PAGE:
Couple of firms comment Dell (NASDAQ:DELL) after co delayd its SEC filings due to ongoing investigation.
- JP Morgan notes last night Dell announced that its 10-K filing would be delayed owing to its ongoing accounting investigation. While this was not entirely unexpected, the company went on to note that the audit committee's investigation had uncovered evidence of "misconduct," a number of accounting errors, and deficiencies in the company's financial control environment.
Firm believes the accounting investigation had been largely overlooked by investors, who had become increasingly focused on what Dell's restructuring plans would be. Now that the company has revealed that misconduct has occurred, firm believes the risks are more pronounced for whatever the investigation uncovers. The company has not definitively noted that a restatement will be necessary, but the company has noted the investigation is focused on revenue recognition and accruals.
- Prudential says that while the delay and language contained within the press release will be a disappointment to some investors, they think there is little risk of a delisting and/or criminal charges being brought against Dell's current executives.
They continue to recommend owning shares of Dell on our belief that there is operating leverage in the model due to 1) reduced component and operational costs, 2) a balanced pricing strategy, 3) server and storage product cycles, and 4) services expansion.
- Cowen says the main concern they have with yesterday's announcement is not the timing of when Dell will file their 10K, but what will be in the filing. They would rank the order of our concerns to be first "evidence of misconduct" then "deficiencies in the financial control", and finally just "accounting errors". For the Dell near term bulls, these comments raise the concern that historical margins that the company has enjoyed, might not be accurate. If so, the premise that the company can get close to prior margin structure might not be as important. Dell has not stated if these items will require restatement. Firm believes the company is providing information as it becomes available, but has not yet concluded its efforts.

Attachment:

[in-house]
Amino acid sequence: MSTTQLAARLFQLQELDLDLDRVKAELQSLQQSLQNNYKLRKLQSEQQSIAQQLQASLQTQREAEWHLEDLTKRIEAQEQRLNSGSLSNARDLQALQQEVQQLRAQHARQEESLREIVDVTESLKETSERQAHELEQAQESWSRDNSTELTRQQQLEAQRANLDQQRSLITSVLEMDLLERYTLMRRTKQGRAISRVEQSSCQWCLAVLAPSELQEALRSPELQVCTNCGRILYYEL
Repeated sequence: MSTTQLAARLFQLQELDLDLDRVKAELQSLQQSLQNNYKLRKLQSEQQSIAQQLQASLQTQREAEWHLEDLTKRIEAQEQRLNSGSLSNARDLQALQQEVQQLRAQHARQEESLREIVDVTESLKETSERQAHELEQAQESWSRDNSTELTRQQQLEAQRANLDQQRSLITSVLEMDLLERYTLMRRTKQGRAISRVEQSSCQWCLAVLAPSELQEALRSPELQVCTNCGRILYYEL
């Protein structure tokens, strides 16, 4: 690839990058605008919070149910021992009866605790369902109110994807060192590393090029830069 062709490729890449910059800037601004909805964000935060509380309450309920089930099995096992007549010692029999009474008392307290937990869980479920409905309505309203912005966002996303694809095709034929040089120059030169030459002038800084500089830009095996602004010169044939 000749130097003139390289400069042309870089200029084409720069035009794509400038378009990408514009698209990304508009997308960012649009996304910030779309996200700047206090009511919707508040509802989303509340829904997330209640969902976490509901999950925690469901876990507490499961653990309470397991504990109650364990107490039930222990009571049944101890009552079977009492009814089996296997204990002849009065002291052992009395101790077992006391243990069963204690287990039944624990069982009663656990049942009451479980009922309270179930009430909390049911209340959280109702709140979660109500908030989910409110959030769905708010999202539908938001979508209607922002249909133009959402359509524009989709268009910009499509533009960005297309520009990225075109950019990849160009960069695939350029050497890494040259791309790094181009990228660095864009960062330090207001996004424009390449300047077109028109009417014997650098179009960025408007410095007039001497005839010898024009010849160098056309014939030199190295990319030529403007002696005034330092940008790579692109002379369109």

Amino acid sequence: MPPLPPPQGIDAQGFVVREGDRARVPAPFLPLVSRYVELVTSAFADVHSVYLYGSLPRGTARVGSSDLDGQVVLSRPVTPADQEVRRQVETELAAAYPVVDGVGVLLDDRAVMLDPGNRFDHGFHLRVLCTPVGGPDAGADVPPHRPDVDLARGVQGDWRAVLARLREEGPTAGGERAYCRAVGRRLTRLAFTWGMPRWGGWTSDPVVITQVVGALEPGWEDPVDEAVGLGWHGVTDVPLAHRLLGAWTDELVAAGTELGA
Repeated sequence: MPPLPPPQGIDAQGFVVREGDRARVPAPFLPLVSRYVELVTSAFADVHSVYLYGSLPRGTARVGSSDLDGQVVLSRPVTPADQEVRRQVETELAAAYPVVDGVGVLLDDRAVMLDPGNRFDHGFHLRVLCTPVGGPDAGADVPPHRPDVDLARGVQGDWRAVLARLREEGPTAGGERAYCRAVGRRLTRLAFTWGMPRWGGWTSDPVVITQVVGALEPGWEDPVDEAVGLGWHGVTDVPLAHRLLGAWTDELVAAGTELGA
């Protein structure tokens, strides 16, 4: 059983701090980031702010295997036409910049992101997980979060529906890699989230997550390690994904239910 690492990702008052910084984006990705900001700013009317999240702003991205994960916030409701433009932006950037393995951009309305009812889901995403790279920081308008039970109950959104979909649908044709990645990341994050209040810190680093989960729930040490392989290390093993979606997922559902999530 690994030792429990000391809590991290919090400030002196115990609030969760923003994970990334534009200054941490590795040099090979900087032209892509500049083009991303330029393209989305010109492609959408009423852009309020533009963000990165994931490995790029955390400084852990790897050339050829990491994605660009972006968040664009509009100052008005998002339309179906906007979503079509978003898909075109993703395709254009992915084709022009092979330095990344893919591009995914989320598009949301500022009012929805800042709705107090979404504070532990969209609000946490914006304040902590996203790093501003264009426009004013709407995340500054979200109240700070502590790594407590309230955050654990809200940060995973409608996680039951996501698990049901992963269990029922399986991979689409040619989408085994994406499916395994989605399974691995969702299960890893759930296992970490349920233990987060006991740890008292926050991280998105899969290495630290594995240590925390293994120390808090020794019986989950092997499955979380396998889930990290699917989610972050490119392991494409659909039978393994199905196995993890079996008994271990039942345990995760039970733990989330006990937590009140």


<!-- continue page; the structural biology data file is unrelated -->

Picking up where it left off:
- Merrill Lynch says their initial read is that a worst case restatement scenario appears unlikely to be consistent with the language in Dell's accounting disclosure and the outcome may be more benign than words like "misconduct" and "deficiencies" first suggest. They find it unlikely that a significant restatement would be lurking undisclosed at a point when Dell's Audit chair simultaneously asserts: (1) "as we move toward the conclusion of our investigation"; and (2) "the Audit Committee is working . . . to determine whether the accounting errors necessitate any restatements of prior period financial statements, and to assess whether the control deficiencies constitute a material weakness in Dell's internal control over financial reporting."
If Dell is near the conclusion, wouldn't it identify now if it believed a material restatement was likely? That it's still determining if "any" restatement is required suggests it may be unlikely to find a significant and obvious case at this late stage.
In firm's opinion, the key question is whether Dell's accounting errors constitute (a) earnings smoothing from quarter to quarter yet essentially accurate reporting over longer periods; or (b) outright misrepresentation of earnings power over multiple annual periods such that investors' view of historical margins is slashed.
Notablecalls: It would be easy to call not filing 10K a non-event as Prudential does, but the possible content of the filing is what makes me cautious. Concerns about the accuracy of Dell's prior margins will probably prevent any meaningful bounce in the stock today vs current $22.90 level.